Commentary: Time is running out for console makers to clean up GamerGate

Ricky Morris, DIGITIMES, Taipei 14

A battle, which has been given the title #GamerGate on social media, between gamers and the gaming press has been ongoing for three weeks and is showing only minimal signs of losing momentum. But with the year-end holiday season approaching, the top-three console makers: Microsoft (Xbox 360 and Xbox One), Sony (PlayStation 3 and PlayStation 4), and Nintendo (Wii U and 3DS), as well as major publishers including Activision (Call of Duty), Electronic Arts (The Sims), and Ubisoft (Assassins Creed), will need to, at some point, start to make efforts to actively calm down the tensions and generate positive PR for the gaming community.

If not, they run the risk of seeing poor sales during the industry's peak-sales quarter, which could then have an knock-on impact on the consoles' key component makers and manufacturing service providers, including Taiwan's Foxconn Electronics (Hon Hai Precision Industry) and Pegatron Technology, in the first and second quarters of 2015.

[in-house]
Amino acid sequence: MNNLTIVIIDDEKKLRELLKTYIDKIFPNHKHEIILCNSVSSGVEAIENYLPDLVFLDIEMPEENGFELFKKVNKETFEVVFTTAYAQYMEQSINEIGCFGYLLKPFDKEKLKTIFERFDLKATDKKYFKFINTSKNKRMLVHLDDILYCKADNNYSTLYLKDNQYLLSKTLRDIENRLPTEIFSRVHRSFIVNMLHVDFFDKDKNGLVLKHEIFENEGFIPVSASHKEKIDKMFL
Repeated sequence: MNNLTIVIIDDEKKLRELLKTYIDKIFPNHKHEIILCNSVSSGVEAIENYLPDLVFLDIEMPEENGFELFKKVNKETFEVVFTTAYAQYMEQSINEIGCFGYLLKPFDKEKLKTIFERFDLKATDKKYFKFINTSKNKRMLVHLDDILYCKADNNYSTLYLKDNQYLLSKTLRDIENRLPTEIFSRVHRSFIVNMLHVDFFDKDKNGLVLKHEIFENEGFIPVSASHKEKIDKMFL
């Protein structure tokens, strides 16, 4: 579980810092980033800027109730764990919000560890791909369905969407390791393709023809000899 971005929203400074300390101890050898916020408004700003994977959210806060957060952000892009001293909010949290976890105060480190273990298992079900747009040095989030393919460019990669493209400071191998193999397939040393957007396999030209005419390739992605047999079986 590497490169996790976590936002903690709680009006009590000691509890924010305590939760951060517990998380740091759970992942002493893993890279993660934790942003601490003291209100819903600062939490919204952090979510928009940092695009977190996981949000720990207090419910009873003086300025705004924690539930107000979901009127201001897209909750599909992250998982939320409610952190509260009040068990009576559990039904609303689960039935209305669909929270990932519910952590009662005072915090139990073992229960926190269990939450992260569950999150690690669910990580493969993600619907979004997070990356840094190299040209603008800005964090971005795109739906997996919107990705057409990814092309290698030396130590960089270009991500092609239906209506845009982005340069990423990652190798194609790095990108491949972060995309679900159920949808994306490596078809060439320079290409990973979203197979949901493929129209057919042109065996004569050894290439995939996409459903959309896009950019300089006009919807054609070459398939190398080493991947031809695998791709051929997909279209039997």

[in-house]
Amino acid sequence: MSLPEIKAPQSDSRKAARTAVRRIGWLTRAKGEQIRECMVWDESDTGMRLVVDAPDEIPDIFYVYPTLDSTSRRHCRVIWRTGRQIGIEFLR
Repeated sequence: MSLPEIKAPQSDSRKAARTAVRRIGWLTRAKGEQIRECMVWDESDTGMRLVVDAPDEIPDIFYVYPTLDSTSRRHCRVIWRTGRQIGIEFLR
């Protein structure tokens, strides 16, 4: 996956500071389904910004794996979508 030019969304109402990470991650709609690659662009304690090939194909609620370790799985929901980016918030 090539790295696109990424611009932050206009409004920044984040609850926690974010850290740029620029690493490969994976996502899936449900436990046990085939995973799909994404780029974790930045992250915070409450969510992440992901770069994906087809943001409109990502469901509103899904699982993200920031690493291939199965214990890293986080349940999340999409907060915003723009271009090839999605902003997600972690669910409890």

Denial and isolation

What started out as an innocuous sex and bribery scandal involving, among others, a blogger at one of the gaming sectors' leading bloggs, exploded into controversy when those attempting to discuss the allegations were silenced on numerous seemingly unrelated gaming forums as well as link aggregators such as reddit.

The attempts to, as the gamers saw it, censor the discussion, only amplified interest (due to the so-called Streisand effect), and prompted members of a well-known image-board to begin digging deeper. Investigations rapidly uncovered an intricate web of undisclosed personal and financial links between numerous bloggers and the games-developers they were writing about and the developers' publicists, as well as allegations of corruption inside the judging body of one of the industry's prominent awards.


Outraged at the perceived lack of ethical standards erupted across social media eliciting an indignant response from a significant portion of the gaming press that "those complaining didn't understand how the industry worked". This battle of 140-characters grew increasingly acrimonious as the days passed and several prominent figures including game developers, critics and YouTube celebrities reported having received death threats and a barrage of insults and hate-speech.